Skip to Main Content
It looks like you're using Internet Explorer 11 or older. This website works best with modern browsers such as the latest versions of Chrome, Firefox, Safari, and Edge. If you continue with this browser, you may see unexpected results.

Media Theory and Methods

Defining Key Terms

You may be wondering what we mean when we refer to scholarly versus popular.

  • Scholarly: In-depth, research-based articles, books, and book chapters, written by scholars and experts and intended for other researchers, experts, and students.
  • Popular: Articles, books, and book chapters written by journalists or professional writers for a general audience in common language (e.g., newspapers and magazines).

Learn more: What is Scholarly?

While we're at it, how about a few more key terms...

  • Peer-Reviewed: A process through which some scholarly articles and book chapters are critically evaluated by experts with in-depth knowledge of the research area before publication in order to ensure the information is valid, credible, well-written, and of high quality. 
  • Literature: Scholarly articles, books, and book chapters published on a particular subject.
  • Primary Resource:  A scholarly or popular article that provides evidence of an occurrence and involves the participation of the researcher
  • Secondary Resource: A scholarly or popular article that is more removed by time or place, usually a synthesis or summary of research that has already been published.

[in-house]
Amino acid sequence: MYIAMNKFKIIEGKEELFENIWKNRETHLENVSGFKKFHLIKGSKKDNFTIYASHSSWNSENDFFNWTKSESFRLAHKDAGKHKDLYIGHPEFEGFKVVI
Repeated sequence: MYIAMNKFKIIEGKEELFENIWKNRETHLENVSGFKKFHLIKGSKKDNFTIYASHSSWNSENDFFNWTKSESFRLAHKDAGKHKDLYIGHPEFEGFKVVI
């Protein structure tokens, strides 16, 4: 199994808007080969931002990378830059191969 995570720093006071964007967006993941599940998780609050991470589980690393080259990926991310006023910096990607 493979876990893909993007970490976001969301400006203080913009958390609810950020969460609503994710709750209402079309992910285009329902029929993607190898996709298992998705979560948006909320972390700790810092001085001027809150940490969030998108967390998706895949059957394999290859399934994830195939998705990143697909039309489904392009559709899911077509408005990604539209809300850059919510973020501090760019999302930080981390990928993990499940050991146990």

Verifying Peer-Review

Are you looking especially for peer-reviewed articles? 

  • Many databases will tell you if an article has been peer-reviewed.  You may even be able to use limits or filters in the database to narrow your search results. 
  • If you're still not sure if an article has been peer-reviewed, search the name of the journal in which the article was published in Ulrichsweb Periodicals Directory.  The symbol of a referee's jersey next to the journal name indicates the journal uses peer review.  (Refereed is a synonym for peer reviewed.)  Note, though, that not all content in peer-reviewed journals is actually peer-reviewed; book or film reviews, letters to the editors, opinion columns, and articles without references are typically not peer-reviewed.

Core Databases for Scholarly Literature

Citation

Proper citation is an important part of scholarly writing.  It allows for readers to observe the scholarly conversation in which you are participating as an author and confirms that you aren't plagiarizing, or claiming another person's work as your own.

Citation is a standard - meaning it is a list of rules that is established by a discipline or journal.  Pay close attention to the rules (spacing, punctuation, and style matter!) and you will be fine. 

How do I get the full text of my article?

To get the full text of an article, consider the following options:

- If you are in Encompass Search or a library database, look for "Check for Full Text buttons," "Access Online," or "Check eResources" buttons. These buttons will take you the full text of the article or tell you that the full text cannot be found. If the full text is not available from Trexler Library, look for buttons to request the item from another library via interlibrary loan. Or go directly to the interlibrary loan request forms.

- If you have citation information for the article (i.e., journal title, article title, publication year, etc.), type the information about your article in Encompass Search on the library website. If the library subscribes to the full text, you will be directed to the article (see first bullet above). If not, you can request a copy of the article via interlibrary loan.

- If Trexler Library does not have access to the full text of the article, search Google Scholar by article title to see if the author has made a copy freely available online. If not, you can request a copy of the article via interlibrary loan.